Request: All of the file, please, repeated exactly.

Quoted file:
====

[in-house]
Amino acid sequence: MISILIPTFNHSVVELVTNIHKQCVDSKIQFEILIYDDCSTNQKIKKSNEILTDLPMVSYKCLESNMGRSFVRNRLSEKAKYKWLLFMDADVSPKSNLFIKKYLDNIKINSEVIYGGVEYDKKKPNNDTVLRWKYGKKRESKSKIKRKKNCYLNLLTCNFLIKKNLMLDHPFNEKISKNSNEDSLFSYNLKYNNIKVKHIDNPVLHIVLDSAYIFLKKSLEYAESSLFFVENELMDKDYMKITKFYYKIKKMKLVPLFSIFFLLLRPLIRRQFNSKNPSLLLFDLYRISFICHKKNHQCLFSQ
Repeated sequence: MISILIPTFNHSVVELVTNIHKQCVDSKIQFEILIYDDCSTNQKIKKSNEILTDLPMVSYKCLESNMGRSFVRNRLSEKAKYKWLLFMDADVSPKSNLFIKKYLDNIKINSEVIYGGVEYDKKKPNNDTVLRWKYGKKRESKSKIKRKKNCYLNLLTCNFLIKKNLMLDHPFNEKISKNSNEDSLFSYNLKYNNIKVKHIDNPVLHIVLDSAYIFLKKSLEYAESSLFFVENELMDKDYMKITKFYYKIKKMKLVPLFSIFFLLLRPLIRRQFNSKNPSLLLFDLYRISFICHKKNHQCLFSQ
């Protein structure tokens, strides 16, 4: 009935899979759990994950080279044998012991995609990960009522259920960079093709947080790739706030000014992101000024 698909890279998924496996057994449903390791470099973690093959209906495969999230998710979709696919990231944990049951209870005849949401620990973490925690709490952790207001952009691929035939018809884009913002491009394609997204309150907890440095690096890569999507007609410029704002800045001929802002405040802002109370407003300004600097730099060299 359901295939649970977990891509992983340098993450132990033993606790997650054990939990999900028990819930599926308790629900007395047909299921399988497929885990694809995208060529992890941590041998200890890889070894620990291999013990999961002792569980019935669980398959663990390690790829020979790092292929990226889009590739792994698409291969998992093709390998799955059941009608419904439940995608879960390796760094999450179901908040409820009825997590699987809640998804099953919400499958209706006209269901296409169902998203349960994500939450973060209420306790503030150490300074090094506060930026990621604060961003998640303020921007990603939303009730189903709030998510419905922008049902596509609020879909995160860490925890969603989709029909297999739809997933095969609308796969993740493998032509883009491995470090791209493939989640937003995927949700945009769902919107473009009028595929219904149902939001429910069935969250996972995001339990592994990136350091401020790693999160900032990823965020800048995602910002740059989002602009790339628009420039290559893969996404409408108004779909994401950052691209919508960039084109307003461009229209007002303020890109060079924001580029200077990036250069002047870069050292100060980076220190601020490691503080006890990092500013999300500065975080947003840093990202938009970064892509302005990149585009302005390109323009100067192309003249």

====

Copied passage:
[in-house]
Amino acid sequence: MISILIPTFNHSVVELVTNIHKQCVDSKIQFEILIYDDCSTNQKIKKSNEILTDLPMVSYKCLESNMGRSFVRNRLSEKAKYKWLLFMDADVSPKSNLFIKKYLDNIKINSEVIYGGVEYDKKKPNNDTVLRWKYGKKRESKSKIKRKKNCYLNLLTCNFLIKKNLMLDHPFNEKISKNSNEDSLFSYNLKYNNIKVKHIDNPVLHIVLDSAYIFLKKSLEYAESSLFFVENELMDKDYMKITKFYYKIKKMKLVPLFSIFFLLLRPLIRRQFNSKNPSLLLFDLYRISFICHKKNHQCLFSQ
Repeated sequence: MISILIPTFNHSVVELVTNIHKQCVDSKIQFEILIYDDCSTNQKIKKSNEILTDLPMVSYKCLESNMGRSFVRNRLSEKAKYKWLLFMDADVSPKSNLFIKKYLDNIKINSEVIYGGVEYDKKKPNNDTVLRWKYGKKRESKSKIKRKKNCYLNLLTCNFLIKKNLMLDHPFNEKISKNSNEDSLFSYNLKYNNIKVKHIDNPVLHIVLDSAYIFLKKSLEYAESSLFFVENELMDKDYMKITKFYYKIKKMKLVPLFSIFFLLLRPLIRRQFNSKNPSLLLFDLYRISFICHKKNHQCLFSQ
């Protein structure tokens, strides 16, 4: 009935899979759990994950080279044998012991995609990960009522259920960079093709947080790739706030000014992101000024 698909890279998924496996057994449903390791470099973690093959209906495969999230998710979709696919990231944990049951209870005849949401620990973490925690709490952790207001952009691929035939018809884009913002491009394609997204309150907890440095690096890569999507007609410029704002800045001929802002405040802002109370407003300004600097730099060299 359901295939649970977990891509992983340098993450132990033993606790997650054990939990999900028990819930599926308790629900007395047909299921399988497929885990694809995208060529992890941590041998200890890889070894620990291999013990999961002792569980019935669980398959663990390690790829020979790092292929990226889009590739792994698409291969998992093709390998799955059941009608419904439940995608879960390796760094999450179901908040409820009825997590699987809640998804099953919400499958209706006209269901296409169902998203349960994500939450973060209420306790503030150490300074090094506060930026990621604060961003998640303020921007990603939303009730189903709030998510419905922008049902596509609020879909995160860490925890969603989709029909297999739809997933095969609308796969993740493998032509883009491995470090791209493939989640937003995927949700945009769902919107473009009028595929219904149902939001429910069935969250996972995001339990592994990136350091401020790693999160900032990823965020800048995602910002740059989002602009790339628009420039290559893969996404409408108004779909994401950052691209919508960039084109307003461009229209007002303020890109060079924001580029200077990036250069002047870069050292100060980076220190601020490691503080006890990092500013999300500065975080947003840093990202938009970064892509302005990149585009302005390109323009100067192309003249």